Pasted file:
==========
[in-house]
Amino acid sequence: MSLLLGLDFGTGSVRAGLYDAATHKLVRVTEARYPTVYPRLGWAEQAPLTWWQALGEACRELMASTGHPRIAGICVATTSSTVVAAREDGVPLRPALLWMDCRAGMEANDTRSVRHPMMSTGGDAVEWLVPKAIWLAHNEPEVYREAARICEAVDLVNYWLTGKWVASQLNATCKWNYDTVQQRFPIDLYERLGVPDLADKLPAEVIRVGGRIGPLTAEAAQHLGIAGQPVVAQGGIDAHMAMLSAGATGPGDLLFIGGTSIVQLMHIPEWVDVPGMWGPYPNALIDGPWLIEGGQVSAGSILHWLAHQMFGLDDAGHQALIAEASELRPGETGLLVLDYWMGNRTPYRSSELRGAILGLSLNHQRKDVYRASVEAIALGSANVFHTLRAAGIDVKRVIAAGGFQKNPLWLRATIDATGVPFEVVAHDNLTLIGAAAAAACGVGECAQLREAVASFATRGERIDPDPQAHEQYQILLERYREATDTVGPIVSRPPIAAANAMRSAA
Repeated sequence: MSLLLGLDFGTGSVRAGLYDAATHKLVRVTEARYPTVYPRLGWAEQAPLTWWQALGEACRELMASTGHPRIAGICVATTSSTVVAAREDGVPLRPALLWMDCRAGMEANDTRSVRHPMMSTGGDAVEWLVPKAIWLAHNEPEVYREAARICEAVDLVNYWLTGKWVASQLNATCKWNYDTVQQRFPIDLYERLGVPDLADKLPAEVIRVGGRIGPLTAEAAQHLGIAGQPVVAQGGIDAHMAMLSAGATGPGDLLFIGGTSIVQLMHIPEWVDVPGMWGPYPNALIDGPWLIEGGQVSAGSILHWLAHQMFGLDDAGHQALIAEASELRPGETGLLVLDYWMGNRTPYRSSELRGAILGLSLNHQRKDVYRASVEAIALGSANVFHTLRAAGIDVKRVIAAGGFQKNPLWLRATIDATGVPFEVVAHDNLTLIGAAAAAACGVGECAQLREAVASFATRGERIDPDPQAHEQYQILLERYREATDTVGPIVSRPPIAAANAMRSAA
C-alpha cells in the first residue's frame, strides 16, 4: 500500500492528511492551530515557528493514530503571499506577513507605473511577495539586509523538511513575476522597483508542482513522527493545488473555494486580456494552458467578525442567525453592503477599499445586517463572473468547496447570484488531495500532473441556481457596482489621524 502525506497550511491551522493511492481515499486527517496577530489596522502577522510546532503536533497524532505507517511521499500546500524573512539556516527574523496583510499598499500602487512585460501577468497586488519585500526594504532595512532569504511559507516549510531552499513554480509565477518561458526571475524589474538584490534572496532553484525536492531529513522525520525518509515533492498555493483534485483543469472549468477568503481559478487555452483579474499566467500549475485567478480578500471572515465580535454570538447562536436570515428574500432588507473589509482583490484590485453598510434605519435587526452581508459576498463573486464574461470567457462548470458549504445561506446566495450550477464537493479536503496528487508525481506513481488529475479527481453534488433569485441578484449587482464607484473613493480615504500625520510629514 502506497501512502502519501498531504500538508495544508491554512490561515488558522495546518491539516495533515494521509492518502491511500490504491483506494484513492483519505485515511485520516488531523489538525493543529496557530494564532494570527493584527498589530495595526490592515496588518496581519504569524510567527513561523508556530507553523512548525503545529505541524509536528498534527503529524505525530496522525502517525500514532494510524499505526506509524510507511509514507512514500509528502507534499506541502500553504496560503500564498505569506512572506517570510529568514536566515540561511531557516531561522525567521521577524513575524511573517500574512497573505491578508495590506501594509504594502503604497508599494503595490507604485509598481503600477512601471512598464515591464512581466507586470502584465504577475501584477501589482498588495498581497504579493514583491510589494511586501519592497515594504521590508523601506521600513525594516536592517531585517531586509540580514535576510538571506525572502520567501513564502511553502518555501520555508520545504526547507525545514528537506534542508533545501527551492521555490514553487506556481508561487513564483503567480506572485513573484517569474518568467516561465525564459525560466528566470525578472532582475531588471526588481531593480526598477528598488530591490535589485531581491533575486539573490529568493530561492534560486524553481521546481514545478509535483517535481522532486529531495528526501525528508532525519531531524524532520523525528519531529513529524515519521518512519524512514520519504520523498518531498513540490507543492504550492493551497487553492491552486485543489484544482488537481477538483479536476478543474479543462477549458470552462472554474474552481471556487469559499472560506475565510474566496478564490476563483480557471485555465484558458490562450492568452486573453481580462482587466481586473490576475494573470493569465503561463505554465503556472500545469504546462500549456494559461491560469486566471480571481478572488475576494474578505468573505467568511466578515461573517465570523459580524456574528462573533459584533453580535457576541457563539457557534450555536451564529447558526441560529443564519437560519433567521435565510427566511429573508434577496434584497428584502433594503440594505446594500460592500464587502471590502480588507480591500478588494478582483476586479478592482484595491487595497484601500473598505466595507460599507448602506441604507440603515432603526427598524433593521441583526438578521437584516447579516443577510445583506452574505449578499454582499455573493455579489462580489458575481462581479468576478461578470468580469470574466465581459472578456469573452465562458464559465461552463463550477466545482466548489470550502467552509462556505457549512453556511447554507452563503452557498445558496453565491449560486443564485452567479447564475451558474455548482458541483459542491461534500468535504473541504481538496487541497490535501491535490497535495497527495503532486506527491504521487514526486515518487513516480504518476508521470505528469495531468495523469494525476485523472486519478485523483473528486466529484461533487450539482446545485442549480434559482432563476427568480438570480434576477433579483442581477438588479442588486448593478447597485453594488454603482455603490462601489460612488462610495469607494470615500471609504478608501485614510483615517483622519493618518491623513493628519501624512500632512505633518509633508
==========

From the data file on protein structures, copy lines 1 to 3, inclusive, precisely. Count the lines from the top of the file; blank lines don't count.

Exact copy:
[in-house]
Amino acid sequence: MSLLLGLDFGTGSVRAGLYDAATHKLVRVTEARYPTVYPRLGWAEQAPLTWWQALGEACRELMASTGHPRIAGICVATTSSTVVAAREDGVPLRPALLWMDCRAGMEANDTRSVRHPMMSTGGDAVEWLVPKAIWLAHNEPEVYREAARICEAVDLVNYWLTGKWVASQLNATCKWNYDTVQQRFPIDLYERLGVPDLADKLPAEVIRVGGRIGPLTAEAAQHLGIAGQPVVAQGGIDAHMAMLSAGATGPGDLLFIGGTSIVQLMHIPEWVDVPGMWGPYPNALIDGPWLIEGGQVSAGSILHWLAHQMFGLDDAGHQALIAEASELRPGETGLLVLDYWMGNRTPYRSSELRGAILGLSLNHQRKDVYRASVEAIALGSANVFHTLRAAGIDVKRVIAAGGFQKNPLWLRATIDATGVPFEVVAHDNLTLIGAAAAAACGVGECAQLREAVASFATRGERIDPDPQAHEQYQILLERYREATDTVGPIVSRPPIAAANAMRSAA
Repeated sequence: MSLLLGLDFGTGSVRAGLYDAATHKLVRVTEARYPTVYPRLGWAEQAPLTWWQALGEACRELMASTGHPRIAGICVATTSSTVVAAREDGVPLRPALLWMDCRAGMEANDTRSVRHPMMSTGGDAVEWLVPKAIWLAHNEPEVYREAARICEAVDLVNYWLTGKWVASQLNATCKWNYDTVQQRFPIDLYERLGVPDLADKLPAEVIRVGGRIGPLTAEAAQHLGIAGQPVVAQGGIDAHMAMLSAGATGPGDLLFIGGTSIVQLMHIPEWVDVPGMWGPYPNALIDGPWLIEGGQVSAGSILHWLAHQMFGLDDAGHQALIAEASELRPGETGLLVLDYWMGNRTPYRSSELRGAILGLSLNHQRKDVYRASVEAIALGSANVFHTLRAAGIDVKRVIAAGGFQKNPLWLRATIDATGVPFEVVAHDNLTLIGAAAAAACGVGECAQLREAVASFATRGERIDPDPQAHEQYQILLERYREATDTVGPIVSRPPIAAANAMRSAA